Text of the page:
Teaching situation dire in Vuwani

School that was set alight during protests in Vuwani, Limpopo. (News24 Correspondent)
School that was set alight during protests in Vuwani, Limpopo. (News24 Correspondent)

Polokwane – Many Vuwani pupils will have to take their lessons under trees this winter while some will have to repeat the academic year, a humanitarian organisation said on Tuesday.

While protests in area, about 40km south of Thohoyandou, may have calmed, pupils and parents were still feeling the effects of the violent protests that erupted in May, national director of World Vision SA, Paula Barnard, said in a statement on Tuesday.

The Christian humanitarian organisation said almost 3 000 children from seven schools in its Thusalushaka development programme catchment area were affected by the protests.

The destruction started on April 29, when the Masia Traditional Council lost a court application to set aside the Municipal Demarcation Board's decision to merge the underperforming Vuwani municipality with parts of the Malamulele municipality in the Vhembe district.

Barnard said the first-term records of some matric pupils had been destroyed and they had been unable to prepare for the mid-year exams. They would very likely have to repeat the year.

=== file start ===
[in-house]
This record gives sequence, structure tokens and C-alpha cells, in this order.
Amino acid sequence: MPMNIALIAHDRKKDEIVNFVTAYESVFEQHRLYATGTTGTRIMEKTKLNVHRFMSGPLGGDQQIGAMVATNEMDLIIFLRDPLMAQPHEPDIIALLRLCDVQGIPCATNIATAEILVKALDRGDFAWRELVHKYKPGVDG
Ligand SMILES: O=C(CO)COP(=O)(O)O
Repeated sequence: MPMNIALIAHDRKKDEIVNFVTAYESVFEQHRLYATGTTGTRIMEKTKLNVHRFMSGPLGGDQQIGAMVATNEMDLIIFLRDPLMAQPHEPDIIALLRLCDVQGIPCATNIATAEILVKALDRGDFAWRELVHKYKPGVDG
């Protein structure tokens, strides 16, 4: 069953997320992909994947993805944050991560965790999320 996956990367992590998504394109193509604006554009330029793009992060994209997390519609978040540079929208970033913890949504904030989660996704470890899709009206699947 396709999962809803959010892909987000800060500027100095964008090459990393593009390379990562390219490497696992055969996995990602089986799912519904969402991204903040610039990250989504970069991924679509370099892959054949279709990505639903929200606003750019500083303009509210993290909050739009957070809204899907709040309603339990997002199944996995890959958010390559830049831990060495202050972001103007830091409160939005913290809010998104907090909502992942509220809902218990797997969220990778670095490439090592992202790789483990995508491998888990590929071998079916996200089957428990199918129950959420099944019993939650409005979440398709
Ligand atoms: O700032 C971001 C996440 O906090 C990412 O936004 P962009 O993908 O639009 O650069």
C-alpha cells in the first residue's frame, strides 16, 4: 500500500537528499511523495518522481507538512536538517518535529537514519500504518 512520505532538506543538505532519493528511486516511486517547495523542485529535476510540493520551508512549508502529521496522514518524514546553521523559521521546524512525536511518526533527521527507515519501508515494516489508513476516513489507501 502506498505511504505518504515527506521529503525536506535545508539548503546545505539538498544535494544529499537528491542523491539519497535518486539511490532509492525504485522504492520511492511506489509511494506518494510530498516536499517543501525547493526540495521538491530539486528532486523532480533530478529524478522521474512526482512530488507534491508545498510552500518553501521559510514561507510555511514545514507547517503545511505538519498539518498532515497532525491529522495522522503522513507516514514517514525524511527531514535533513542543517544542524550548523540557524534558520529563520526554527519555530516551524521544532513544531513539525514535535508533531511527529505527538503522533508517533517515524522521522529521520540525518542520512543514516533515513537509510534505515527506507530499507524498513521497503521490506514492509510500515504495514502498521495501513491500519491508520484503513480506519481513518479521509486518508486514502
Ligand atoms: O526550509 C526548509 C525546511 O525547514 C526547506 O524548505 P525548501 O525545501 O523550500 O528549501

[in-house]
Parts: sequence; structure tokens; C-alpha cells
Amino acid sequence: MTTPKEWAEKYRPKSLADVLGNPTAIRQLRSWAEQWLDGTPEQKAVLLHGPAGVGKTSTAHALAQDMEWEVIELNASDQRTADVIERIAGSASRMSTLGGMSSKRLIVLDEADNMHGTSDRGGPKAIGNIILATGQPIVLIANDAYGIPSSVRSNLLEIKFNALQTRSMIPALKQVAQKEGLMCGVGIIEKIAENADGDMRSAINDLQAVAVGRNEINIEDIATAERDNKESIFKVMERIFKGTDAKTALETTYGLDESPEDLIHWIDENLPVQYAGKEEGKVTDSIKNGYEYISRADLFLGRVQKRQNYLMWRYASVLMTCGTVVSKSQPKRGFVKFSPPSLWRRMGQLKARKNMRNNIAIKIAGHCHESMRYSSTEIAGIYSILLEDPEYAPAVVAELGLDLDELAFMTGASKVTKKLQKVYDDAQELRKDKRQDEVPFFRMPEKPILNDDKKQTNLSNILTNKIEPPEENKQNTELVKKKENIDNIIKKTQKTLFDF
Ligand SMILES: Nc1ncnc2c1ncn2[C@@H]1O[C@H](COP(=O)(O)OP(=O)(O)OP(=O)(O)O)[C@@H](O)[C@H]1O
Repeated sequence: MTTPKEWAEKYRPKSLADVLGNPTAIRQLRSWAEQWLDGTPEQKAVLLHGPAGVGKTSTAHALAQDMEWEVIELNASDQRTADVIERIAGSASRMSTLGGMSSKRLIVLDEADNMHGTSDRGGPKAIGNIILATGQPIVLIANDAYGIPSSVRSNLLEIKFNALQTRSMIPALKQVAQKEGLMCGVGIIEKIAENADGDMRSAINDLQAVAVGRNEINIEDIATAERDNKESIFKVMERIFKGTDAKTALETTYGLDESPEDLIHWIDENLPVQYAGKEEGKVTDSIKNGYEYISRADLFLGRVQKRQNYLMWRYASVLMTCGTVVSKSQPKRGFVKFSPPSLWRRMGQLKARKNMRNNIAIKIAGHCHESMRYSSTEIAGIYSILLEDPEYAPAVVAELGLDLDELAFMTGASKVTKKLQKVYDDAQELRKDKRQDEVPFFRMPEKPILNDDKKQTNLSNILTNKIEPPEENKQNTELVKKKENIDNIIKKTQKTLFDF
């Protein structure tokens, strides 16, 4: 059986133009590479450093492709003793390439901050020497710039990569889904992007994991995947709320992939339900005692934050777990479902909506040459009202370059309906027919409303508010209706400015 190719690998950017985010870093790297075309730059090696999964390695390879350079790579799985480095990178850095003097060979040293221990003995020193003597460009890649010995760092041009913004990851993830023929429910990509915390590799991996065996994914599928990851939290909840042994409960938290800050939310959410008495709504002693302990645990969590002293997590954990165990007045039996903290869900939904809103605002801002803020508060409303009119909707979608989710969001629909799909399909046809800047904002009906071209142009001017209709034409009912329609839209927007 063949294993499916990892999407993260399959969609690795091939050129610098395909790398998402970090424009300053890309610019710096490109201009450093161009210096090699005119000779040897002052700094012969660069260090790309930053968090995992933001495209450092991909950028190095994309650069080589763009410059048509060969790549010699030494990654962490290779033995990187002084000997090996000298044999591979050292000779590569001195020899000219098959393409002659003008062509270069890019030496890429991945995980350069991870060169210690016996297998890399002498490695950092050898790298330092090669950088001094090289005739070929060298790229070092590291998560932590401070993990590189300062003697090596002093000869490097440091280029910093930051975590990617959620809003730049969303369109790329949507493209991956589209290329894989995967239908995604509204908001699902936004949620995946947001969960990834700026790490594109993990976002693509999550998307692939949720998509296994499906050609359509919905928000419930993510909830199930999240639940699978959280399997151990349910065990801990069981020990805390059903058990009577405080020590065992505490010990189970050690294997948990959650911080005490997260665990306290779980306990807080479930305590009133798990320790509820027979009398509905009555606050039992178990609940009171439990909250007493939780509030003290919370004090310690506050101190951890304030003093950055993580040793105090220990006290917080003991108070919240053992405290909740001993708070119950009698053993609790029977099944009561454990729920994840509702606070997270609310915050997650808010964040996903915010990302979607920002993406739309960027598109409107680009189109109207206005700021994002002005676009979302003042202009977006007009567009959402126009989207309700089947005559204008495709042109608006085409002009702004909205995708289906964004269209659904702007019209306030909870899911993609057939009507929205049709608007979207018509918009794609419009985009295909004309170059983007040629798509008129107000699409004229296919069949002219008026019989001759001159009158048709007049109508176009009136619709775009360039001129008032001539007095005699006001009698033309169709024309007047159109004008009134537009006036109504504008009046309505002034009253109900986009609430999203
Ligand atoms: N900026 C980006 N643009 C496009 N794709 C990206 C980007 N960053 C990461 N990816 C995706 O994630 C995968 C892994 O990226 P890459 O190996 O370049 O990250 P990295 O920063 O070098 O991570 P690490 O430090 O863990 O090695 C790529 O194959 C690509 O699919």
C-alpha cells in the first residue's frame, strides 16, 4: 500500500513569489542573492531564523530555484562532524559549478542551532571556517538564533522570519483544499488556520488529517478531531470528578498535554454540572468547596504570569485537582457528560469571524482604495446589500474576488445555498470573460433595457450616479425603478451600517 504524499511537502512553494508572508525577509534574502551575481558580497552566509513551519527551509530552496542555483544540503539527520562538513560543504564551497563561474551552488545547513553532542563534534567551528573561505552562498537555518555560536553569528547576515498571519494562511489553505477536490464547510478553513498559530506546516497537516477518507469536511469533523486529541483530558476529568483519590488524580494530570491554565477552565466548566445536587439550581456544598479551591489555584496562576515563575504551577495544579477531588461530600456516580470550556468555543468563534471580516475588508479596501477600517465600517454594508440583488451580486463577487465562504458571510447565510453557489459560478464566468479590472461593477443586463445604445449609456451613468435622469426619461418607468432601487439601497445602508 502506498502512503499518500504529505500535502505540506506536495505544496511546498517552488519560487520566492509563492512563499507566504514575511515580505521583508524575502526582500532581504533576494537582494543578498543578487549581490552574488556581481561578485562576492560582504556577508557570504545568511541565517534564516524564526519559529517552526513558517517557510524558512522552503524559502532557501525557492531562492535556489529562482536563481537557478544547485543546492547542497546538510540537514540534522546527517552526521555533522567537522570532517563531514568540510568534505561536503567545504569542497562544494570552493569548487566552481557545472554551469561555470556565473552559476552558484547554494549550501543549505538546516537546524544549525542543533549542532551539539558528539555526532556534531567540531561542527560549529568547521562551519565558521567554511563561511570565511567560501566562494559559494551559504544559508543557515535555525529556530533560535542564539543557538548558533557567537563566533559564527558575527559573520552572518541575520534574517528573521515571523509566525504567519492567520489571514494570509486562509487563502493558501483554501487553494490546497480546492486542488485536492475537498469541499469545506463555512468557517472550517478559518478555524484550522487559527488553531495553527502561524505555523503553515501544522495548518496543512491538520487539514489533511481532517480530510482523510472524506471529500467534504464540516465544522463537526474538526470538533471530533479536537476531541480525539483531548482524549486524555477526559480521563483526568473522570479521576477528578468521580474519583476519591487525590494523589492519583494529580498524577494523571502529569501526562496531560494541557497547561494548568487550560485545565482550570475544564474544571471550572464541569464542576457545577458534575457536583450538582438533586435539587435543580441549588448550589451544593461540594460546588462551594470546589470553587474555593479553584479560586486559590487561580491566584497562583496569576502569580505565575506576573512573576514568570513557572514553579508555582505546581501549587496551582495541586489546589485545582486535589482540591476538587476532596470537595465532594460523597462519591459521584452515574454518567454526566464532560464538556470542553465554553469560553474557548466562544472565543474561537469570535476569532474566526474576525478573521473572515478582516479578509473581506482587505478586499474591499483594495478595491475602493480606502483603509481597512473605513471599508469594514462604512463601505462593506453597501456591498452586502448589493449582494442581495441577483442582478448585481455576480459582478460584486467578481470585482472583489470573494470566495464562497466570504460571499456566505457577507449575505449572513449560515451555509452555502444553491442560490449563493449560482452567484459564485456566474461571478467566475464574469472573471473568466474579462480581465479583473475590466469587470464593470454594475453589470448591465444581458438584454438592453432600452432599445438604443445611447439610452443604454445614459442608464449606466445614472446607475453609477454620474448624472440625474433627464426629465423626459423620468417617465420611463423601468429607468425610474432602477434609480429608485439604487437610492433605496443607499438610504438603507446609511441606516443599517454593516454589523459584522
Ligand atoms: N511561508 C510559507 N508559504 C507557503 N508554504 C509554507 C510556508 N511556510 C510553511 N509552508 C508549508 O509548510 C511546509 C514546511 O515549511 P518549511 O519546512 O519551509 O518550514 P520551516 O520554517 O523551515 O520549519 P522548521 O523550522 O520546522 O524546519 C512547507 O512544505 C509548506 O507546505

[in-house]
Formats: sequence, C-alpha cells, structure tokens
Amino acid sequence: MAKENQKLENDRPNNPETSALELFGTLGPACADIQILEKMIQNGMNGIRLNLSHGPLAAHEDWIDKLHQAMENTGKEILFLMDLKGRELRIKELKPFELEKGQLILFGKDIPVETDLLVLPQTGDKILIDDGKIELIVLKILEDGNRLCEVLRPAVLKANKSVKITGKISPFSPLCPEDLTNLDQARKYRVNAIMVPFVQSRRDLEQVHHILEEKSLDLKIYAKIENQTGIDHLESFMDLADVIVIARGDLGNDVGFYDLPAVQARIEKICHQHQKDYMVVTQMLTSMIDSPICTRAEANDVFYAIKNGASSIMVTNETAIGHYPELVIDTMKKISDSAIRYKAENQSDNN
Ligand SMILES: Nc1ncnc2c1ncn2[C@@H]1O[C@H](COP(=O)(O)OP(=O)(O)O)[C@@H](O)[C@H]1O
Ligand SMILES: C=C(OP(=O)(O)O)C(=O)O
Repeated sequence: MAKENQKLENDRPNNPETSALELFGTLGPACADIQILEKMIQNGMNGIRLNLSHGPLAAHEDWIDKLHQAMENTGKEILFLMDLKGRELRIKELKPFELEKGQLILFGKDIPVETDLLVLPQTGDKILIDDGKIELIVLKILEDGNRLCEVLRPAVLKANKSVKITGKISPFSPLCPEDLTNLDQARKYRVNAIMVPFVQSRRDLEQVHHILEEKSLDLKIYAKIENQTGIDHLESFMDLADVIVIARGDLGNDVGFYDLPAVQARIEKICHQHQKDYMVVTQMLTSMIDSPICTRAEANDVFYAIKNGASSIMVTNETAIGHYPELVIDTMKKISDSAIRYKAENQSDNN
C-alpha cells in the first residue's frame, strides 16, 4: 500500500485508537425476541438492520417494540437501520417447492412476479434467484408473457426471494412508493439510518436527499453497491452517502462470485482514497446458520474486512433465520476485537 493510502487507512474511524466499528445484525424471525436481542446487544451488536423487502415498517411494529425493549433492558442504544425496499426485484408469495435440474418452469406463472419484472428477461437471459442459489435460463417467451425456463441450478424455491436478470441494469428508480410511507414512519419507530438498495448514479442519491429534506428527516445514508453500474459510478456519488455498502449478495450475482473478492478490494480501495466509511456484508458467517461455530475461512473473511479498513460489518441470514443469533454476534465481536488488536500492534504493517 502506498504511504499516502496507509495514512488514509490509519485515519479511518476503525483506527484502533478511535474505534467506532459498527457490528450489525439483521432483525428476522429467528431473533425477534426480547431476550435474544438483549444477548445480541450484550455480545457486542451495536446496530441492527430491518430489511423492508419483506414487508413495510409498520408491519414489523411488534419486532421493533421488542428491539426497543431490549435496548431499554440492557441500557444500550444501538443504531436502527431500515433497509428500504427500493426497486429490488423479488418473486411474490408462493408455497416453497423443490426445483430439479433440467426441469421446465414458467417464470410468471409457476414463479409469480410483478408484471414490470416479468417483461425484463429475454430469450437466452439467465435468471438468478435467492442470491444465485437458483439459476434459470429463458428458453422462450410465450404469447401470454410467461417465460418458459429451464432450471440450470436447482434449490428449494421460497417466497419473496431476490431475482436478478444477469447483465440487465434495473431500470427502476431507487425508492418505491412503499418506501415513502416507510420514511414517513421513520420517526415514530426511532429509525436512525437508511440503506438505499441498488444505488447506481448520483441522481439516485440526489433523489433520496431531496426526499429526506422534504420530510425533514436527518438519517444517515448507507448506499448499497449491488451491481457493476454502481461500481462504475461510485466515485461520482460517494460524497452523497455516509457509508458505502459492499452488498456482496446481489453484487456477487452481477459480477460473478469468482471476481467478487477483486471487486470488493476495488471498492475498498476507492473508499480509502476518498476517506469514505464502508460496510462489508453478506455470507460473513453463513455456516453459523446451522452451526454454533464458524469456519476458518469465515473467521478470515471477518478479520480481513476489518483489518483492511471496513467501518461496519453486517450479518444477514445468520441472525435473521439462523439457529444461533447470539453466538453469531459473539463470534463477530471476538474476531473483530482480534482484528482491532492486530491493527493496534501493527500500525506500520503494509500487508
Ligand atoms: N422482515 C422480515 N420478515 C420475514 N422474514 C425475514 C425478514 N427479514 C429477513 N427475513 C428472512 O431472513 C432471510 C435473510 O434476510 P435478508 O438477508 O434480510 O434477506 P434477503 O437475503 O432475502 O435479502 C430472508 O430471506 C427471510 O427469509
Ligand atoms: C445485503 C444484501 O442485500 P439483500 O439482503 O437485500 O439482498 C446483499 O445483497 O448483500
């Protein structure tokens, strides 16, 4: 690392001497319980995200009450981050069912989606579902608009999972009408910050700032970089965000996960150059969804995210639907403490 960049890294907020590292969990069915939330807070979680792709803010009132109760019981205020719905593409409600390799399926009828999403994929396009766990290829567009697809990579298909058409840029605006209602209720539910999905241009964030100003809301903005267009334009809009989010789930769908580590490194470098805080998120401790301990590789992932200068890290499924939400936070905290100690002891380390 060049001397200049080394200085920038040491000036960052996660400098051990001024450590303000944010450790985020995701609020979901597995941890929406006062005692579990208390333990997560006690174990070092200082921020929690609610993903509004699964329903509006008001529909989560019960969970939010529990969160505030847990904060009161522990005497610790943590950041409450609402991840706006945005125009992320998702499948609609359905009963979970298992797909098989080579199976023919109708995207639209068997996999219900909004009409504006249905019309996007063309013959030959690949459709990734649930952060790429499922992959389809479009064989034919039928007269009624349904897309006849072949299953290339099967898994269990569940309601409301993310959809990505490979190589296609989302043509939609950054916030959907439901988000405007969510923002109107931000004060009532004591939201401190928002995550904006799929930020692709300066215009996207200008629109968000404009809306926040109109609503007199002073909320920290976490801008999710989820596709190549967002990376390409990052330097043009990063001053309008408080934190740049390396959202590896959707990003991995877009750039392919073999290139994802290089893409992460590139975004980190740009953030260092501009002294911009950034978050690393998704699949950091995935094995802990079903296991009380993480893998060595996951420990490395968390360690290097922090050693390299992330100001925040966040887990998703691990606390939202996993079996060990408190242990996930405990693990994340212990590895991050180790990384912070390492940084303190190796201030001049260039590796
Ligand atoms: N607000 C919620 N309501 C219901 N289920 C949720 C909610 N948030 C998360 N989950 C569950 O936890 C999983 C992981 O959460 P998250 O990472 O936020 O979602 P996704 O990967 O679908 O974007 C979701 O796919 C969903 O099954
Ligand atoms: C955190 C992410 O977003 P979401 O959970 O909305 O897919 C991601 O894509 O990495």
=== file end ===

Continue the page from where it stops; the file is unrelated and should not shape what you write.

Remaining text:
Not enough mobile classrooms

Barnard said some parents were unable to take their children to school because they felt intimidated. If they did so, they were branded spies and made outcasts.

She said 30 schools were burnt down or destroyed during the protests.

Although government was providing mobile classrooms, it was not enough and some children were being taught under trees. Some parents had sent their children to relatives out of fear of being attacked by other residents.

World Vision SA workers were not able to reach some schools during an effort to assess the scale of the problem because of hostile locals.

"Police have also warned workers against visiting the villages as it might aggravate angry community members and result in more destruction."

Nearly 53 000 pupils were affected by the protests and wider shutdowns.

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